There’s an inexplicable hush that falls into a room whenever Francis Ogati announces that he underwent a vasectomy. That statement elicits mixed reactions ranging from utter awkwardness, dismay, curiosity, indifference and admiration. Ogati, a businessman, spends most of his free time in seminars educating men about vasectomy as a method of family planning. To the 50-year-old, the reactions are not surprising given that barely 10 years ago, the procedure seemed like an appalling prospect to him too.
A staunch Christian, Ogati always believed that when it came to planning his family, he would abide by the Bible’s command “to multiply and fill the earth”. And so when he got married close to 30 years ago, he left the responsibility of family planning solely to his wife. The couple had their first born in 1990, but due to financial constraints he was facing at the time, they decided to put off having another baby for a while. “By then I was a student at the Kenya Polytechnic, studying a certificate course in printing,” he says.
His wife opted for the injection as a method of contraception until 1994, when the couple had their second born and third born in 2001. After their fourth child was born in 2008, Ogati still held the ambition of further expanding his family. “I did not have a limit on the children I wanted to have. Nature would take its course,” he says. But attending a church seminar in 2011 and learning about vasectomy, a surgical procedure to cut or seal the tubes that carry a man’s sperm to permanently prevent pregnancy, and how men could get involved in family planning caused a change of heart.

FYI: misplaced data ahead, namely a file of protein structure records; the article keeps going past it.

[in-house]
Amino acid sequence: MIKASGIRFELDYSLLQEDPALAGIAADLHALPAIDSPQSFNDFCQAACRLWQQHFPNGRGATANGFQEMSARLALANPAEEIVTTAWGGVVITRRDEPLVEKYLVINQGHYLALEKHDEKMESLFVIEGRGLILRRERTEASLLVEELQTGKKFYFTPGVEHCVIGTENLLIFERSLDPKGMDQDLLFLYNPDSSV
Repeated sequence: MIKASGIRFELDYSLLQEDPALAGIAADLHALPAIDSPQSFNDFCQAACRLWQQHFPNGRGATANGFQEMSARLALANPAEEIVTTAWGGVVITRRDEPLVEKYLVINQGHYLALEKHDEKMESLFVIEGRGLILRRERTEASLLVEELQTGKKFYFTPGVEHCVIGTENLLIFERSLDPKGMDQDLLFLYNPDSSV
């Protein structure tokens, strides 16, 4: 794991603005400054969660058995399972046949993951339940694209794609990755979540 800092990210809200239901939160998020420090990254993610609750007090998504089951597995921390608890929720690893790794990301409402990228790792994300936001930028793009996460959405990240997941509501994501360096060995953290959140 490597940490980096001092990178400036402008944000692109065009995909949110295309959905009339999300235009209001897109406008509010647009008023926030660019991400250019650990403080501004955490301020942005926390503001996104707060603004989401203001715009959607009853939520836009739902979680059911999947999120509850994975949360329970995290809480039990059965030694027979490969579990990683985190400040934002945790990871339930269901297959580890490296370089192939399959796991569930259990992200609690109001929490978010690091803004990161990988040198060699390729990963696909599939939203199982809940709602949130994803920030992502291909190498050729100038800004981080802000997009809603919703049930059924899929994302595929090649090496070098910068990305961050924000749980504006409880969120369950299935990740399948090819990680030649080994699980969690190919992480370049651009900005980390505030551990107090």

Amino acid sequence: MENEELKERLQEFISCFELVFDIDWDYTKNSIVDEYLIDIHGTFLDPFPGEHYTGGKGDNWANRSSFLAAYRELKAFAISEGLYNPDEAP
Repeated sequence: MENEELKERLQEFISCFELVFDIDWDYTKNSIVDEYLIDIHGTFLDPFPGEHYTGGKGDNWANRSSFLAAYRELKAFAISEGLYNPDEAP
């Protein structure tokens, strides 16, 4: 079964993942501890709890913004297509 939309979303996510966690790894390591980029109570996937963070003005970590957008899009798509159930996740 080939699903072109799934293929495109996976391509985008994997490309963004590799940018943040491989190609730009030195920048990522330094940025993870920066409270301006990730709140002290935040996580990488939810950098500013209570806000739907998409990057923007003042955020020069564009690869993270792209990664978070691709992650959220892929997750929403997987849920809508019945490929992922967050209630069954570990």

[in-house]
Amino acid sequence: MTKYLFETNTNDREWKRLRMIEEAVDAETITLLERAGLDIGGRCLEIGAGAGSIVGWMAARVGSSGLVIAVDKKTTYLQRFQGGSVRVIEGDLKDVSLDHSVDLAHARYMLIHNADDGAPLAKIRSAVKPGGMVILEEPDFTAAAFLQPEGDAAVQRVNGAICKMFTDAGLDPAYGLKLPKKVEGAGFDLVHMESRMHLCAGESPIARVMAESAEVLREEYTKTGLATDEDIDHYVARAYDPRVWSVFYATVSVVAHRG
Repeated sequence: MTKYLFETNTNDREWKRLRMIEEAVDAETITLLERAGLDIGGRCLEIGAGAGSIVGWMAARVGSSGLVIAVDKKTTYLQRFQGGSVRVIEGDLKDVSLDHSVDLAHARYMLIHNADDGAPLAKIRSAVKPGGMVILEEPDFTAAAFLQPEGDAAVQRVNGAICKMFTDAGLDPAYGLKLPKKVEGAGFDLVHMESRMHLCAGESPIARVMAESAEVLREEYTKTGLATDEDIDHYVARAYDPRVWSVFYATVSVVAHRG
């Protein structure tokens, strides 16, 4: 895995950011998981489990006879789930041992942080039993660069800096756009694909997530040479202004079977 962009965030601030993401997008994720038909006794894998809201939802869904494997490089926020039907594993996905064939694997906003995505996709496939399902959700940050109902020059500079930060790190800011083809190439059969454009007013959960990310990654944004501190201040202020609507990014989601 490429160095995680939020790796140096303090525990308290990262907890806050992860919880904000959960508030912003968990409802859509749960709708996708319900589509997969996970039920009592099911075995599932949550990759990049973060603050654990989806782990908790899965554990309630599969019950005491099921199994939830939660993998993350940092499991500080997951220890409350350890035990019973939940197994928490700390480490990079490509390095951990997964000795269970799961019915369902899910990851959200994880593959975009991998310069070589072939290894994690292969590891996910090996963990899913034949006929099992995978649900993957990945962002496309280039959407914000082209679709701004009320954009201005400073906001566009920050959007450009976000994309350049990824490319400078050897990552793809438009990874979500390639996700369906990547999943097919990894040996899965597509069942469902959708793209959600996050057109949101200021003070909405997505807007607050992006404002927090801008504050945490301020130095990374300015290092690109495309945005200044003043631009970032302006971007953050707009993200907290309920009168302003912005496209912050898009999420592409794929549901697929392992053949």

While his wife underwent tubal litigation, a permanent method of family planning in 2013, Ogati was still mulling over the idea of vasectomy, also an irreversible procedure. In 2015, he underwent procedure during the annual World Vasectomy Day celebrations, where it was being offered for free. “It was a simple procedure that lasted less than one hour. Since then, there was the comfort that I can enjoy my marriage without the worry of unplanned pregnancies,” says Ogati, bursting the common myth that vasectomy makes one less of a man.
Unlike Ogati, Benjamin Mutuku, a pastor at Redeemed Church, Mbotela ,had figured out how big he wanted his family to be from the onset of his marriage. Mutuku, 65, took the bold step to get involved in family planning opting for natural methods. Natural methods include withdrawal and mastering a woman’s menstrual cycle. Through this decision, he was able to get the children that he could comfortably take care of. “I was working as a clerk in a local company. My income was enough to adequately meet the basic needs of my family. All my children have studied up to the university level and they are all employed. The oldest is 46 while the youngest is 26,” says the father of five.
Mutuku has been encouraging other men to follow suit having seen first- hand the benefits of a man’s involvement. Besides size of a family, contraception also helps women space births, thus improving their health and reducing maternal deaths.
Meshach Acholla, Communications Officer, Evidence for Action Mamaye, a non-governmental organisation (NGO) men’s involvement in family planning is important as it promotes gender equality. “Family planning and birth spacing, is about the health of a woman. But due to the patriarchal system in the African society, men still struggle with the idea of taking part in family planning,” he says. Men can get involved by accompanying their wives to health facilities to discuss available options for them. Where possible, they can take up the role of family planning.